Forgive Coleman if he doesn't think it's a big deal replacing the first lineman taken in the draft: Replacing Robinson will be nothing compared to beating leukemia.
Coleman (6-foot-6, 310 pounds) will start Saturday for the Tigers against Arkansas; it'll be his first start since he was a high school senior in the fall of 2009.
"I never doubted," Coleman told auburnundercover.com, part of the 247 Sports network. "Faith is one of the biggest things that kept pushing me and my family forward."
Coleman signed with Auburn in February 2010; he was a consensus national top-100 prospect and was considered one of the nation's top 10 tackles (tackles rated higher included Ja'Wuan James, Jake Matthews and Luke Joeckel, all of whom became first-round picks, and Coleman was considered a better prospect than current Texas A&M star Cedric Ogbuehi). But he was diagnosed with leukemia in March 2010 and quickly began treatment.
He enrolled at Auburn in January 2011 while still undergoing treatment; at that time, football was a faraway hope. He completed 30 months of treatment in October 2012. Through it all, while there was no football, Coleman had been going to class; he graduated in May with a degree in public administration and will play this fall as a graduate student.
Coleman finally made it back onto the field last September, almost three years after he first was diagnosed. He ended up playing in eight games, proving he could handle the rigors of major-college football. And he scoffs at the idea that pressure comes with replacing Robinson.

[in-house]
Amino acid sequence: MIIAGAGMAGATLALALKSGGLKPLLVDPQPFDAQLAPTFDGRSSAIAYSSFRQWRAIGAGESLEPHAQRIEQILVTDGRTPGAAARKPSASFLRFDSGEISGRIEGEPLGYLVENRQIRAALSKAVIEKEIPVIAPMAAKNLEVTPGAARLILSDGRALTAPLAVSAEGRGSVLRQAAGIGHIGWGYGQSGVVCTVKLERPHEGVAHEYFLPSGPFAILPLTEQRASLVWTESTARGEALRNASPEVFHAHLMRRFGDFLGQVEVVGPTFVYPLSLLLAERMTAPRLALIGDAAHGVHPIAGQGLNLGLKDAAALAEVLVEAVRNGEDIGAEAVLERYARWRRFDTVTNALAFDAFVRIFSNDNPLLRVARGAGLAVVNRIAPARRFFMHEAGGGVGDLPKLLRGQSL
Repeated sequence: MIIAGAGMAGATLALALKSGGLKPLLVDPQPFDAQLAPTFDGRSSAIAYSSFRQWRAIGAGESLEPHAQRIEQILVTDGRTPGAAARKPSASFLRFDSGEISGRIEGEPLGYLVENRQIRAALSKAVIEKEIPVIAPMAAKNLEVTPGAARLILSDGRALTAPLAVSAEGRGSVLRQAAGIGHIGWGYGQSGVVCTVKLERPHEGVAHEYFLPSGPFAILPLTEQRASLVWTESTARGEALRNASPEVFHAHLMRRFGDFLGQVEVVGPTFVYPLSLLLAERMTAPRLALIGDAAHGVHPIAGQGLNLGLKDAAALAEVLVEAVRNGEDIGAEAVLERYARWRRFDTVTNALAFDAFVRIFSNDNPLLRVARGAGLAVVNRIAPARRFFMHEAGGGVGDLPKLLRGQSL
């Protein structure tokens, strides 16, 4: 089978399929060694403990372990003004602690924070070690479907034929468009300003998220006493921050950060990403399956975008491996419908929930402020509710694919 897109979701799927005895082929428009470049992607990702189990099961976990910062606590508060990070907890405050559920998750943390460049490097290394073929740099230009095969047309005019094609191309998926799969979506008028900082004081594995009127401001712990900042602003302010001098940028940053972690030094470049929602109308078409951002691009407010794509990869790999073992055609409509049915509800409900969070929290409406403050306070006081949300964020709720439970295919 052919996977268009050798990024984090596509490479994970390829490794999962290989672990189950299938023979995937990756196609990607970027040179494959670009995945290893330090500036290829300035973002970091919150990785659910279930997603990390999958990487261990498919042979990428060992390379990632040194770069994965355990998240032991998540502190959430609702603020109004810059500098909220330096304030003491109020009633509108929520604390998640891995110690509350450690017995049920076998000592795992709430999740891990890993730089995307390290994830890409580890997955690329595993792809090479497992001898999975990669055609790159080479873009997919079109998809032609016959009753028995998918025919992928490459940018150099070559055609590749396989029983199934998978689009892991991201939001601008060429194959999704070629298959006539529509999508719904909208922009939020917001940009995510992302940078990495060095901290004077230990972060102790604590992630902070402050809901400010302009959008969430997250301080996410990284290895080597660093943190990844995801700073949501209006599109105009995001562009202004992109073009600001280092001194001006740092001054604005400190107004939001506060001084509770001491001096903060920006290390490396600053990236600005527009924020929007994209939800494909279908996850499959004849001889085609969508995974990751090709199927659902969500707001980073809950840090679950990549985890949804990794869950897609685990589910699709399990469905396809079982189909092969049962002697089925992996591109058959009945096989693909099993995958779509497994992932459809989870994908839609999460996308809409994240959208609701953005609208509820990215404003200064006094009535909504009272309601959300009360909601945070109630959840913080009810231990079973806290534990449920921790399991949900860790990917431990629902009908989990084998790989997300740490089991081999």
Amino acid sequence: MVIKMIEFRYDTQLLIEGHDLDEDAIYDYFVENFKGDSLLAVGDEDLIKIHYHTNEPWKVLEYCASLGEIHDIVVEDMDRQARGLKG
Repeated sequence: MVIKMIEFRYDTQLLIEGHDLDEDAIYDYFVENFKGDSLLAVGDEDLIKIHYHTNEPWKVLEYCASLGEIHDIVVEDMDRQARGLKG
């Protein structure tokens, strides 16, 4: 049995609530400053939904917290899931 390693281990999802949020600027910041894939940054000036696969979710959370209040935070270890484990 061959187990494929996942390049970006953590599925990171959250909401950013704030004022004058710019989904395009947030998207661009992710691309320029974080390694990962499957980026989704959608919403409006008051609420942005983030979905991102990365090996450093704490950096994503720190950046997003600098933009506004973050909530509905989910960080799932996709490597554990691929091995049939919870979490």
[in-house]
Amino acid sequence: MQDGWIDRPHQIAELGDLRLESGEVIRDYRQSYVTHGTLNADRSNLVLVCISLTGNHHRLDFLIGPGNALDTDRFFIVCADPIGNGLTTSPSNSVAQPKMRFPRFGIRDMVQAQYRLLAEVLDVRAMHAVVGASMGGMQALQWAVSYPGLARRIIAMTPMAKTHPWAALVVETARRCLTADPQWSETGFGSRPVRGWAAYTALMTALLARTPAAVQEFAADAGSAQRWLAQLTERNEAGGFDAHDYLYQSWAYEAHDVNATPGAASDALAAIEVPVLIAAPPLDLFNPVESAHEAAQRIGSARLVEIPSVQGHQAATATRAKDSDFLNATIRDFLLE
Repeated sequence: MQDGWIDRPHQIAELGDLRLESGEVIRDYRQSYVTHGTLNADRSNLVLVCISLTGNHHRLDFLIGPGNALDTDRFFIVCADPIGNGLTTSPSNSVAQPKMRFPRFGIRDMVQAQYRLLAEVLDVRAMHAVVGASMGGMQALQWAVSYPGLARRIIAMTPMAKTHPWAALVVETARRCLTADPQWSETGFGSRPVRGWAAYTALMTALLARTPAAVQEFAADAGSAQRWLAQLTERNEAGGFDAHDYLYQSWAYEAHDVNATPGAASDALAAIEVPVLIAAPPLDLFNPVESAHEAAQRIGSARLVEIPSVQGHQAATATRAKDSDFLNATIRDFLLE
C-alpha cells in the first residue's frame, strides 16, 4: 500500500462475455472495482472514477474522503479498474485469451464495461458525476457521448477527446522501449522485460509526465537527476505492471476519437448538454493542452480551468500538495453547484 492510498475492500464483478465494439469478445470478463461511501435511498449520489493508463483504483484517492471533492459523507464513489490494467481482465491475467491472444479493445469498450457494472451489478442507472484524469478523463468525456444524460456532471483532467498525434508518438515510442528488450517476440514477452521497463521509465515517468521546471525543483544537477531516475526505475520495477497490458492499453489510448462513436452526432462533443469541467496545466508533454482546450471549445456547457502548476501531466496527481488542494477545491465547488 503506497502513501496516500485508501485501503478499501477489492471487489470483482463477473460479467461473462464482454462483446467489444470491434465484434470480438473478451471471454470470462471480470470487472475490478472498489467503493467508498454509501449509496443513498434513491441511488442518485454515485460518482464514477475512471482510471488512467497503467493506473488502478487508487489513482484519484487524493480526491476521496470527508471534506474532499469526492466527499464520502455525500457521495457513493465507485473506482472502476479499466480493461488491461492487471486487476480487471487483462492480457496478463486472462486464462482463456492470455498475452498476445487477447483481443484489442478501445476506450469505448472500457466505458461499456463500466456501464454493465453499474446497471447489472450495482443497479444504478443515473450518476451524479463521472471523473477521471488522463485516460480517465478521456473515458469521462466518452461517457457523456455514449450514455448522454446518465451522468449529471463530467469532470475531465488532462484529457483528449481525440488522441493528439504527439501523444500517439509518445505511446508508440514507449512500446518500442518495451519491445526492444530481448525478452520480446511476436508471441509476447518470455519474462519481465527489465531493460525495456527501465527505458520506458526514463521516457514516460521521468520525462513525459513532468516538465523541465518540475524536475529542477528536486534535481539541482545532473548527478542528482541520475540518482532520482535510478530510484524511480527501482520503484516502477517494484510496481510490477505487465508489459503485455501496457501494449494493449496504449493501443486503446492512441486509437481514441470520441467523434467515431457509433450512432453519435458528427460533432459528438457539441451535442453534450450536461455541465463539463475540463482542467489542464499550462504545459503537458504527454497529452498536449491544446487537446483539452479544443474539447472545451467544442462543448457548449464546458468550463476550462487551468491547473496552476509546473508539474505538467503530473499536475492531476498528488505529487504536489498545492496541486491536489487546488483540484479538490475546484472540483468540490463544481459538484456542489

"There is no pressure at all," Coleman said. "He's a great player, and I'm on a journey to be a great player myself."
Coleman has told various media outlets that a lifelong dream was to play in the NFL, and he was on stage for the first round of the draft in May. The NFL and Memphis' St. Jude Children's Research Hospital -- where Coleman was treated -- have teamed up to have a patient announce a draft pick in each of the past two drafts, and Coleman announced the No. 13 selection, which was Pitt defensive tackle Aaron Donald going to the Rams with their second first-round selection.
His is obviously a special situation, but Coleman has the talent and necessary skill set to one day hear his name called at the draft. He will spend Saturday trying to keep top-flight pass rusher Trey Flowers out of Auburn's backfield; Flowers plays both right and left defensive end for Arkansas, but is going to spend some of his day going against Coleman. Again, though, given what he already has accomplished, it's doubtful Coleman is worried.